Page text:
Wednesday, September 25, 2019 [Tweets] [Favorites]

Chrome Updater Bug Prevents Macs From Booting

Tim Hardwick (Avid, Hacker News):

Variety reports this morning of a possible computer virus attack or critical software failure affecting Mac Pro workstations across Los Angeles.

According to social media chatter, Hollywood Film and TV editors discovered late on Monday that “trashcan” Mac Pros running older versions of macOS and AVID’s Media Composer software were refusing to reboot after shutting down.

Mr. Macintosh (Hacker News):

After further investigation it was found that AVID was not the problem!

[…]

After investigation from some of the top minds in the MacAmins Slack Chat #varsectomy channel it was found that the Google Keystone Updater was at the heart of the issue.

Google:

We recently discovered that a Chrome update may have shipped with a bug that damages the file system on macOS machines with System Integrity Protection (SIP) disabled, including machines that do not support SIP. We’ve paused the release while we finalize a new update that addresses the problem.

[…]

To recover a machine that has been affected by this bug, please boot into recovery mode, and then from the Utilities menu open the Terminal application.

In the Terminal application, you can run the following commands[…]

Rich Trouton:

The now-pulled Keystone update attempts to remove the /var symlink, which is usually protected by Apple’s System Integrity Protection (SIP) security feature.

On Macs where SIP was disabled, this protection did not apply and the Keystone update was able to remove the /var symlink. This symlink is not a directory itself, but points to another directory (/private/var) which contains software necessary for the operating system to boot and function correctly, so removing the /var symlink rendered the affected Macs unbootable.

Update (2019-09-26): Jeff Johnson:

Something fishy with Google’s latest comment. Seems to be shifting the blame. Why act as if the updater doesn’t have root?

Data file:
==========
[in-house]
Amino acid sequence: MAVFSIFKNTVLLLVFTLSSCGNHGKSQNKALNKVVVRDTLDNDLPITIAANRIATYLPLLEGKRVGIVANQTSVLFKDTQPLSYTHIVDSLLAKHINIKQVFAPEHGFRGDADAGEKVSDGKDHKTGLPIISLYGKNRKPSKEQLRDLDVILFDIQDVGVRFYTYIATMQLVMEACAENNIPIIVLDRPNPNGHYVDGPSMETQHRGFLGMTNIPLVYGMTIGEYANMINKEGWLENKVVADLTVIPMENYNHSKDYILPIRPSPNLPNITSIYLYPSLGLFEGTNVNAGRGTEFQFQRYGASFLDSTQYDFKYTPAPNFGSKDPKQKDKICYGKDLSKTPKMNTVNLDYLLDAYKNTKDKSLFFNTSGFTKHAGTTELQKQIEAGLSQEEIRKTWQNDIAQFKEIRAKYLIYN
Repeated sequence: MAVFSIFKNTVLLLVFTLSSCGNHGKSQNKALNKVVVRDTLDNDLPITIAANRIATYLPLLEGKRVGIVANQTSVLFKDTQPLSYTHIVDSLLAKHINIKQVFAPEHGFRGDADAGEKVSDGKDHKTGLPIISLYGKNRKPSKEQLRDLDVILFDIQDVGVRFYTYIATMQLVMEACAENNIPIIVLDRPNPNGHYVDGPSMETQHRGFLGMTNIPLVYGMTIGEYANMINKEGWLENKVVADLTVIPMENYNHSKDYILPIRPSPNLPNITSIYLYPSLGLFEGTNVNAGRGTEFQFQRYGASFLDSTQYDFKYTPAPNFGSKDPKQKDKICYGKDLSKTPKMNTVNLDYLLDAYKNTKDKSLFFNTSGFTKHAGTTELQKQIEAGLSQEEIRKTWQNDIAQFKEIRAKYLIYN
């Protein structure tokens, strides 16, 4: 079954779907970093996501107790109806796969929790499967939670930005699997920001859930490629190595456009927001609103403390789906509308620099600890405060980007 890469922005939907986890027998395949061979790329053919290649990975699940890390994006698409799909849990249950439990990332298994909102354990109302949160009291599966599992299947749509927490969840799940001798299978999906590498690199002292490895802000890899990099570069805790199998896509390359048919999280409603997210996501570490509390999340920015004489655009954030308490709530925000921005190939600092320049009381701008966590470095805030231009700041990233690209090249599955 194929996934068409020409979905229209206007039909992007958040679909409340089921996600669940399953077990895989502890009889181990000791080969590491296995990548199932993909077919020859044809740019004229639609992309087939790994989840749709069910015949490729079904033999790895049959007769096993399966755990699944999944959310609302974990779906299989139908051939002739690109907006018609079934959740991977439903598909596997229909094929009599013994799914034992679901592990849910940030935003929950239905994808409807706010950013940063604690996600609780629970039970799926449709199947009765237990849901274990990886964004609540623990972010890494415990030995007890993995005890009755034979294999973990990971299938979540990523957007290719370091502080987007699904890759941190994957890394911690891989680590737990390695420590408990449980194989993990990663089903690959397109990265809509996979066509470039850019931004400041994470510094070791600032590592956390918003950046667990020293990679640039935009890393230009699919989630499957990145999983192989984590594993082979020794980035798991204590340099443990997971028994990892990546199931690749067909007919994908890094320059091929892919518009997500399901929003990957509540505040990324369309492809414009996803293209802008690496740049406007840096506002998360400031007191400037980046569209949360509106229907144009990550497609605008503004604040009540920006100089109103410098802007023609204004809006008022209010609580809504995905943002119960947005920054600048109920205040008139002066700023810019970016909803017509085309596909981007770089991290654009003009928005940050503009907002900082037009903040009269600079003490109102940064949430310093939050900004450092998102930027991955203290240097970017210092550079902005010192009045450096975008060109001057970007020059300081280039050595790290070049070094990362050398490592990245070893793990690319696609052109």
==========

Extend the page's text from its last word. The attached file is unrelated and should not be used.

John Gruber:

Why in the world would a web browser’s software updater be doing anything at all at the root level of the boot volume? The arrogance and presumptuousness here boggles the mind. This is like hiring someone to wash your windows and finding out they damaged the foundation of your house.

The other question is why in the world so many users would disable System Integrity Protection. The answer seems to be that it’s the only way macOS will let the AVID customers use third-party video cards.

See also: Hacker News.

Update (2019-09-27): Jeff Johnson:

People: Why does a web browser installer need to modify the system?!?

Me: $ lsbom /System/Library/Receipts/com.apple.pkg.Safari13.0.1MojaveAuto.bom | grep /System/

Jeff Johnson:

The Google Keystone bug isn’t a justification for System Integrity Protection. In fact, if SIP didn’t exist, Google would most likely have noticed the bug before shipping it. So in a sense, SIP is partially to blame for the disaster.

This is true, but it doesn’t mean SIP was a bad idea. Rather, SIP is treating the symptoms rather than helping to identify the causes. It certainly could do more of the latter, e.g. if it maintained an audit log. I don’t mean the gigabytes of console spew that we currently get for SIP and sandbox violations. Instead, there should be a friendly window that concisely shows what each app was thwarted from doing. The Chrome developer—or even Chrome users—would be able to see at a glance that it tried to delete the /var folder 39 times and would then be able to ask why.